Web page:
Have you ever considered volunteer work in retirement? Whether you’re planning to take a full-blown volunteer vacation as a retiree, or you want to help at your local animal shelter weekly, incorporating volunteering into your schedule as a retiree has a wide range of benefits. From improving your physical and emotional health, to finding a connection in your community, to making an impact on the world around you - volunteer work is a fantastic lifestyle pursuit for retirees.
Volunteering has been proven to have many health benefits - both physical and emotional. Senior Corps, led by the Corporation for National and Community Service, studied the health benefits of volunteer work among senior citizens in 2015. Their results were astounding. Senior Corps volunteers self-identified as feeling less isolated since beginning volunteering, that they had improved social connections, and minimized symptoms of depression.
Volunteer work also promotes physical activity for retirees. Even if you’re not doing labor-intensive volunteering, getting out of the house to serve dinner at your local soup kitchen, or participating in a community clean up day, provides you with a healthy dose of purpose-driven movement. You may be excited about staying in shape as a new retiree with more time on your hands for physical exercise, but it’s easy to fall off the bandwagon and lose motivation over time. Volunteering offers an often low-impact way to stay consistent.
Many retirees are surprised when they deal with feelings of depression or overwhelm in retirement. They have plans to fill their time with all of their favorite hobbies, spoiling their grandkids, and spending quality time with close friends. Then, when they make the transition to being a full-time retiree, they feel a lack of fulfillment. The truth is that work, especially if you do what you love, gives you a sense of purpose and value. When that goes away, it can feel like your time and your money no longer line up with the things that are most important to you.
Volunteering can help you to construct an impactful lifestyle in retirement that continues to give purpose to your time, and a structure for your schedule. This is incredibly useful, especially if you take it a step further by creating a retirement budget that matches your values and prioritizes your goals. In retirement (and before retirement) you want to create a life that leaves you feeling proud and fulfilled - and volunteer work can help you to achieve that.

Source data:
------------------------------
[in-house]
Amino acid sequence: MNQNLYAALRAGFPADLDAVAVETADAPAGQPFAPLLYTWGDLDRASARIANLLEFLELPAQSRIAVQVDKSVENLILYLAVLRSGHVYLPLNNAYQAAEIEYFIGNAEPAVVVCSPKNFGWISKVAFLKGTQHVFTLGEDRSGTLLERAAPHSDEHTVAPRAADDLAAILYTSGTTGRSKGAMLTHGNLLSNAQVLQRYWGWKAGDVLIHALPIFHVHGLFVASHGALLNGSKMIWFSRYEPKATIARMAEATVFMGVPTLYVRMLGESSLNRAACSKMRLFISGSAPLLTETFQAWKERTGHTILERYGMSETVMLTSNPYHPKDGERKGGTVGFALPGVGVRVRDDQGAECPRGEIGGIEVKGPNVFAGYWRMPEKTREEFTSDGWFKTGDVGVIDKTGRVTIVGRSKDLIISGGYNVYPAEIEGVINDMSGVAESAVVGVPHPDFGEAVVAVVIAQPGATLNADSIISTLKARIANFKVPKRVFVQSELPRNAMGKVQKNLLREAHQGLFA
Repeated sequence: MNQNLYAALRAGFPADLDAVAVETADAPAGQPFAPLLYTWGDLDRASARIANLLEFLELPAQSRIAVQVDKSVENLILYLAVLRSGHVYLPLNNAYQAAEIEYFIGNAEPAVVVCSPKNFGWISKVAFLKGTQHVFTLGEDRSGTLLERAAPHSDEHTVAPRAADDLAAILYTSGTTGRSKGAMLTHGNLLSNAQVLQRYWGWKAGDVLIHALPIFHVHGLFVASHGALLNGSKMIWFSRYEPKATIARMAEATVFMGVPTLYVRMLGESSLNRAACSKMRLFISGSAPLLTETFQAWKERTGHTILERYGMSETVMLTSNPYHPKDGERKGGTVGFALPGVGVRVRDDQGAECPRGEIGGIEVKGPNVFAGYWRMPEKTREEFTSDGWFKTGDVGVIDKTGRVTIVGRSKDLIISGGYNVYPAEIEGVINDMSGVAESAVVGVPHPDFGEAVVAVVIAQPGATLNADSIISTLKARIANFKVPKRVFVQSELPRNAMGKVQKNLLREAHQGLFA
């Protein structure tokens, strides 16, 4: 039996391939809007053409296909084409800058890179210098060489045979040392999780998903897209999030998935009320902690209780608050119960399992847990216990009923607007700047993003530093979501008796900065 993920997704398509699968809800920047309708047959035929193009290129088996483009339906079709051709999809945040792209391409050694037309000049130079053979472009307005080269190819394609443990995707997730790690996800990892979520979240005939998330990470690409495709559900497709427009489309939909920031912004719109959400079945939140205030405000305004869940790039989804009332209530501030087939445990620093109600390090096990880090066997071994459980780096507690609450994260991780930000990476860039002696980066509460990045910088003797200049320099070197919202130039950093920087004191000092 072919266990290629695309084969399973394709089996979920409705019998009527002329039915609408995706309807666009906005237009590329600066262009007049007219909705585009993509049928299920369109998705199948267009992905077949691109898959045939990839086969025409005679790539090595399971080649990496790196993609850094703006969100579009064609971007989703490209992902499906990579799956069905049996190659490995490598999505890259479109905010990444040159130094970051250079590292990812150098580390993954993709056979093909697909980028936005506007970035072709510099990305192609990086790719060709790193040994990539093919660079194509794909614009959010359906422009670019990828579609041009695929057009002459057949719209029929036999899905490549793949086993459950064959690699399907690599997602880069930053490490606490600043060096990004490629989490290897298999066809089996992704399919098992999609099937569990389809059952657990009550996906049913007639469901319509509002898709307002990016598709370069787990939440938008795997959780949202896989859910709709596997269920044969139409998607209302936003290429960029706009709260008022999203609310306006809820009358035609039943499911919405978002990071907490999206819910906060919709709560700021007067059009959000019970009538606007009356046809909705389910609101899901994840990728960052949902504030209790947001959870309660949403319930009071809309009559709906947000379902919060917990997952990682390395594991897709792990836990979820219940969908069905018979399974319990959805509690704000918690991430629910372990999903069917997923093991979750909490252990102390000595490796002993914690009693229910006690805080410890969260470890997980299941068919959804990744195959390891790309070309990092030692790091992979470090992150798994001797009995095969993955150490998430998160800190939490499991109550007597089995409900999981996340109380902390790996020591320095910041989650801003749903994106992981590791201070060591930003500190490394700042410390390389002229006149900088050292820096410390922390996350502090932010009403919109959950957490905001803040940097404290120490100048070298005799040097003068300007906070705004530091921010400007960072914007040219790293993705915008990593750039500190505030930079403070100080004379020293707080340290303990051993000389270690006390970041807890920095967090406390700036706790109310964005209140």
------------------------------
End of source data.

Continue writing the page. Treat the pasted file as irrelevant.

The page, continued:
Know that you want to volunteer in retirement, but aren’t sure where to begin? Plan ahead to make volunteering a priority. You might start by determining what your seasonal schedule looks like, and find spots on your calendar where there’s more time to pursue volunteer work.
For example, blocking out a portion of your summer for volunteering, or deciding to participate in annual volunteer events around the holidays, can help you to start putting a plan together for your time. Maybe it makes more sense for you and your lifestyle to commit to a consistent volunteer schedule on a weekly or monthly basis. Whatever your retirement lifestyle looks like, the best way for you to find time for volunteer work is to make it a priority and incorporate it into your lifestyle roadmap.
Want to learn more about volunteering in retirement? Need help creating a financial plan that supports your values and lifestyle goals? Contact us today! We’d love to help you build your ideal retirement.
Wood Smith Advisors, a woman-owned Registered Investment Advisor (RIA), is a fee-only financial services firm that partners with its clients to simplify their financial lives. We focus on women, entrepreneurs, and individuals with complex financial situations, providing objective and competent advice, education and services to help them develop and build their businesses and reach their financial goals. We can be reached by clicking here.
"Finance Made Simple" blog posts are intended for educational purposes and not for specific advice. Each person’s situation is different. Consult your financial advisor for advice relating to topics discussed.